# Charges moving along an electric field:

• Deoxygenation
In summary, when a positive charge is released and moves freely along an electric field line, it moves to a lower potential. If you have a negative charge and release it along an electric field line, it will move from a position of higher potential to lower potential. Now, my question is that, if I have an neutral charge and release it freely along an electric field line, what would it do? Might seem like an odd question, but I just never really hear of neutral charges that often because they really don't do anything or do they.f

#### Deoxygenation

I'm more curious about what would it be, sort of question, like I know that

When a positive charge is release and moves freely along an electric field line, it moves to a postion of lower potential to lower potential.

If you have a negative charge and release it along an electric field line, it will move from a position of higher potential to lower potential.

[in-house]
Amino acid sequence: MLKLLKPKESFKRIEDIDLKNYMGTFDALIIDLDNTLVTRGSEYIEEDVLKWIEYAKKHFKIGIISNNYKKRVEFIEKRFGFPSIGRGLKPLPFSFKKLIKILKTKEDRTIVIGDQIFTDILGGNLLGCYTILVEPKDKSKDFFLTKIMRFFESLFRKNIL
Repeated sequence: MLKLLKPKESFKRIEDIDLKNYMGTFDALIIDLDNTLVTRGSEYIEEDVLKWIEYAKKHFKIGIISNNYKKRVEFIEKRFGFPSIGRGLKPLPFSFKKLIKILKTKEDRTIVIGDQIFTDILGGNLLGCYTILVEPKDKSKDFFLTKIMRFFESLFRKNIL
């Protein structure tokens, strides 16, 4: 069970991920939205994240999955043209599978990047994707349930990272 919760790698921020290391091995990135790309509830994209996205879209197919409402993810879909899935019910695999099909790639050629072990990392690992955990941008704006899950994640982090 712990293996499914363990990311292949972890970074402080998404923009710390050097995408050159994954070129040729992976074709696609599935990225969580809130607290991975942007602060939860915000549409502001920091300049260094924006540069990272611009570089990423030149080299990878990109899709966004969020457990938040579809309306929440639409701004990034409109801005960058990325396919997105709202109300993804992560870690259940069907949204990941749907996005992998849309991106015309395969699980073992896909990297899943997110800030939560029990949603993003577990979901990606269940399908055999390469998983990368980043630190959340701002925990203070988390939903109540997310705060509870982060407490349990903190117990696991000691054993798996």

Now, my question is that, if I have an neutral charge and release it freely along an electric field line, what would it do?

Would it just stay at a high potential to high potential, or would it not move at all?

Might seem like an odd question, but I just never really hear of neutral charges that often because they really don't do anything or do they. Either way, thanks for any help.

Tey don't do anything. Check some quantum mechanics maybe an electric field strong enough over a neutron can split it into more fundamental particles with charge different than zero

Everything always moves from a high potential energy to a lower one, positive or negative charges -> the sign of the charge just effects what the potential is, and where.

Anything neutral is unaffected by an electric field.
A neutron for instance will feel no effect.

side note: neutrons aren't stable by themselves.

Also depends if you are talking about macroscopic real objects or point particles. Since this is 'Classical Physics' I'm not sure we can have neutrons ... None the less, in real objects the constituent charges within them tend to separate when immersed in a E field. This reduces the field within the object and increases the field external to it. Which is why an ideal capacitor ( two parallel plates in a vaccum) has less capacitance than two similar plates with a dielectric between them. The dielectric is neutral, but has charges inside it that can separate, making the field more intense at the plates and making more charges move in the plates ... hence more capacitance.

I know this isn't what you asked, but I think this stuff is interesting, and I can't talk to my wife about it .... ;(